Environment beware! Utah Legislature in session; Utah Congressional delegation still anti-environment; Sage Grouse Initiative; Uranium mining on Cedar Mesa?; A mystery; Utah bald eagles falling ill; Mountain Accord for the future of the Wasatch Range.
—by Amy Brunvand
Environment beware! Utah Legislature in session
The 2014 General Session of the Utah Legislature lasts until March 13, 2014 so be ready to contact your legislators on a moment’s notice (maybe put their phone numbers into your cell phone).
Some big environmental issues this session as of late February include air quality, restoring stream access, moving (or banning) the Stericycle medical waste incinerator, and increasing highway speed limits. But you never know what else might come up before it’s all over.
Utah State Legislature: http://le.utah.gov/
Utah Congressional delegation still anti-environment
The Utah Legislature is bad enough, but The League of Conservation Voters 2013 Scorecard shows that in 2013, Utah’s Federal Congressional delegation ranks among the lowest scores for all states in both the House and Senate. The score is based on key environmental votes and the top score is 100%.
The LCV 2013 Scorecard points out, “There is a jarring disconnect between the frightening climate change developments of 2013 and the results of the 2013 National Environmental Scorecard. As the scientific consensus around climate change and its impacts only solidified, climate change deniers ramped up their rhetoric, pushed harmful legislation that would exacerbate the climate crisis, and blocked all efforts to address it.”
Recently all four Utah Representatives (except Chaffetz who missed a vote) voted “yes” for two Republican-sponsored bills intended to undermine public lands conservation efforts.
The so-called “Sportmen’s Heritage and Recreational Enhancement Act” would allow motor vehicles in Wilderness areas, limit public input on wildlife management, permit the continued use of lead shotgun pellets that poison eagles and other carrion-eating wildlife, and permit hunters to import trophies of endangered polar bears that they shot in Canada.
The “Public Access and Lands Improvement Act” is an attempt to undermine the Endangered Species Act specifically to keep Sage Grouse from being listed, and also to promote environmentally unsound logging practices.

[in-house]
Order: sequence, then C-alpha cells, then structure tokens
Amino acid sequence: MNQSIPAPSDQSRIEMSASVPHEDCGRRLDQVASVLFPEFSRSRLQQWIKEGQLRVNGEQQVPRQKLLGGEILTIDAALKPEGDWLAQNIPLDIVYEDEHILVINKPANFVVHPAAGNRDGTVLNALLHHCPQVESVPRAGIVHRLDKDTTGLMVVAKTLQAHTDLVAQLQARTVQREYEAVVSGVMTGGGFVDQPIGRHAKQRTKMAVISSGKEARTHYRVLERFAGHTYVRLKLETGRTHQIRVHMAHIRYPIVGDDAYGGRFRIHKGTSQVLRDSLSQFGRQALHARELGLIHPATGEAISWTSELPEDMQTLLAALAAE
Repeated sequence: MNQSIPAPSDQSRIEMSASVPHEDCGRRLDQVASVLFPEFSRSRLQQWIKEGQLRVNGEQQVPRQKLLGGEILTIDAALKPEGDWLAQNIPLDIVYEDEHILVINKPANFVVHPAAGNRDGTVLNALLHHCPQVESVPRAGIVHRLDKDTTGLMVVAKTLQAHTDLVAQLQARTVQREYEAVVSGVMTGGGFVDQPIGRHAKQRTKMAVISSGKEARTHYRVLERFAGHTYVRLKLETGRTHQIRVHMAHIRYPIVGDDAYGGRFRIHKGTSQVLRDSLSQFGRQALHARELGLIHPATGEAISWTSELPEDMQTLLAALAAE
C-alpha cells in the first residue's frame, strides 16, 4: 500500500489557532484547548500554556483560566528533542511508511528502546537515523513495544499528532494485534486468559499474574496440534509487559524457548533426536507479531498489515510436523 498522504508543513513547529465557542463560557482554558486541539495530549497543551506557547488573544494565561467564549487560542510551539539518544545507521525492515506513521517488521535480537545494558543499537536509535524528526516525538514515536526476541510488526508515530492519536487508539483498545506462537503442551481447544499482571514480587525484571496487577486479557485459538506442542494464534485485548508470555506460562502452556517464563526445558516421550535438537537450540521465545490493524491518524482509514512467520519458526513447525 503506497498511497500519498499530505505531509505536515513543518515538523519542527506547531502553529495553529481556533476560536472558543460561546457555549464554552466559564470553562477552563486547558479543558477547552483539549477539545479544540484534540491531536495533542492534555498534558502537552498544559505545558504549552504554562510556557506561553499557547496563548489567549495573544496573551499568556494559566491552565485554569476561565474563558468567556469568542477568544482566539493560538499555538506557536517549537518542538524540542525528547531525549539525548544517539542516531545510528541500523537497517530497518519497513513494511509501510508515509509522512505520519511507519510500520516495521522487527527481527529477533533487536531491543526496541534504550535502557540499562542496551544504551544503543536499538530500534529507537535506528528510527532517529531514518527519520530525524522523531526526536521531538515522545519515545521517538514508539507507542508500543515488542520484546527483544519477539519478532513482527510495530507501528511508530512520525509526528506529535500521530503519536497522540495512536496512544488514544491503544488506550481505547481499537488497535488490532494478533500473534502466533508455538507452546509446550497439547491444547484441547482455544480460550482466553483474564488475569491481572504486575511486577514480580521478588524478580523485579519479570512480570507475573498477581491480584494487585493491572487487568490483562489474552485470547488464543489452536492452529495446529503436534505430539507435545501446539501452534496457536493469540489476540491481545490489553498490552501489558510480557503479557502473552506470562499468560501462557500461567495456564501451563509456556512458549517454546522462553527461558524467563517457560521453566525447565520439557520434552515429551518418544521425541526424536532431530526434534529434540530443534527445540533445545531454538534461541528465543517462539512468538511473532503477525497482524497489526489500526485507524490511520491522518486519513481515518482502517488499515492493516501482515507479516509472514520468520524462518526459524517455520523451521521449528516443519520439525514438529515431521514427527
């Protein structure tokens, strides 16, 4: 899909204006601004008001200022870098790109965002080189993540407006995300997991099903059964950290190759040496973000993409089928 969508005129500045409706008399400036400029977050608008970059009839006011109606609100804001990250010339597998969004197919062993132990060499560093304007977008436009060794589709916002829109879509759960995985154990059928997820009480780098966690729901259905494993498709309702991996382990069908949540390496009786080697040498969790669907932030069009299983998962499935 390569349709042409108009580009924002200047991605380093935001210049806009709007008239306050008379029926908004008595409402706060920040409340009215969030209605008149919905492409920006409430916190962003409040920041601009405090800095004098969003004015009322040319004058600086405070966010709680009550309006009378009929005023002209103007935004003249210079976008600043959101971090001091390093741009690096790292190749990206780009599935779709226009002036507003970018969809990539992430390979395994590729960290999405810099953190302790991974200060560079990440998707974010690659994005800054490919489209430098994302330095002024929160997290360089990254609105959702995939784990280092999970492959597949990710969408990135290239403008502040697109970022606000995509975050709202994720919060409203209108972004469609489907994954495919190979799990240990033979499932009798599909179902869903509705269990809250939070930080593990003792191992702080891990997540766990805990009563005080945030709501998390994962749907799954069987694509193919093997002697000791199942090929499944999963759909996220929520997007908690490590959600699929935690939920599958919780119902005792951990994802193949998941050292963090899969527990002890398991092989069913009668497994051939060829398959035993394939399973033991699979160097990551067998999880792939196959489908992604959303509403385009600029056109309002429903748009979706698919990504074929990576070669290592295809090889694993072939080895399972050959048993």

LCV 2013 Scorecard: http://scorecard.lcv.org
Sage Grouse Initiative
In 2010 a Sage Grouse Initiative working group was composed of organizations that represent agriculture, oil and gas, hunting and conservation. At a Sage Grouse Summit last month, the group got together to discuss how to keep the bird off the endangered species list. That’s a good goal, but the Wild Utah Project points out that the State of Utah is currently budgeting more money to hire lobbyists and lawyers than to implement conservation.
Sage Grouse Initiative: sagegrouseinitiative.com. Sage Grouse Dance for Survival: youtube.com/ watch?v=voVJOVnyq4k&feature=youtu.be
Uranium mining on Cedar Mesa?
The Bureau of Land Management is accepting public comments on a plan to expand the Daneros Uranium Mine in San Juan County which is owned by the Canadian mining company Energy Fuels. Under the modified plan, total production of uranium ore is expected to increase from 100,000 tons over seven years to 500,000 tons over 20 years.
The Daneros mine is surrounded by large expanses of spectacular wild land: Natural Bridges National Monument, Cedar Mesa’s Grand Gulch, the Dark Canyon Wilderness Area, and Glen Canyon National Recreation Area’s Lake Powell.
More info: Southern Utah Wilderness Alliance, suwa.org/?s=daneros Public comments due by March 14, 2014: email@example.com
It is not clear why Utahns continue to put up with the blatant anti-environmentalism of elected officials. The 2014 Conservation in the West poll conducted annually by Colorado College found that 66% of say they are more likely to vote for a Congressional candidate who supports protection of public lands (and that conversely, 63% say they are less likely to vote for a candidate who proposes the sale of federal lands). 76% of Utahns in the poll favored water conservation over diverting water to cities. 96% of Utahns in the poll said that they had visited public lands in the past year.
2014 Conservation in the West Poll: coloradocollege.edu/other/stateoftherockies/
Utah bald eagles falling ill
Only a few bald eagles were seen at Farmington Bay on Utah Bald Eagle Day this past February. Usually the Utah Division of Wildlife Resources puts out dead carp, an invasive species removed from Utah Lake, attracting hundreds of the magnificent birds. This winter at least 54 eagles have been found sick or dead in Utah due to an outbreak of West Nile Virus and wildlife biologists were worried that the disease might spread further if the birds flocked together to feast on fish. Increased incidence of West Nile Virus is a predicted effect of warmer temperatures due to global climate change. Utah has one of the largest populations of wintering eagles in the lower 48 states.
Mountain Accord for the future of the Wasatch Range
A new process has begun to guide planning for transportation, clean air and water, recreation resources and land use in the Wasatch Mountains. This is not the first such planning effort.
Two studies in particular—Wasatch Canyons Tomorrow and Mountain Transportation Study—led directly to the creation of the Mountain Accord program. However, Mountain Accord is an effort to involve all stakeholders in order to analyze various issues and how they affect each other.
Public input is essential to the success of the project. You can submit your comments and ideas on the Mountain Accord website.
Public comments due by March 7, 2014 to Mountain Accord: mountainaccord.com. Wasatch Canyons Tomorrow: envisionutah.org/projects/project-archive/item/download/20_76f9913d28ac1c720 301e0fb70ef71a1; Mountain Transportation Study: slco.org/pw/pdf/Mtn._Trans_Final_Rep.pdf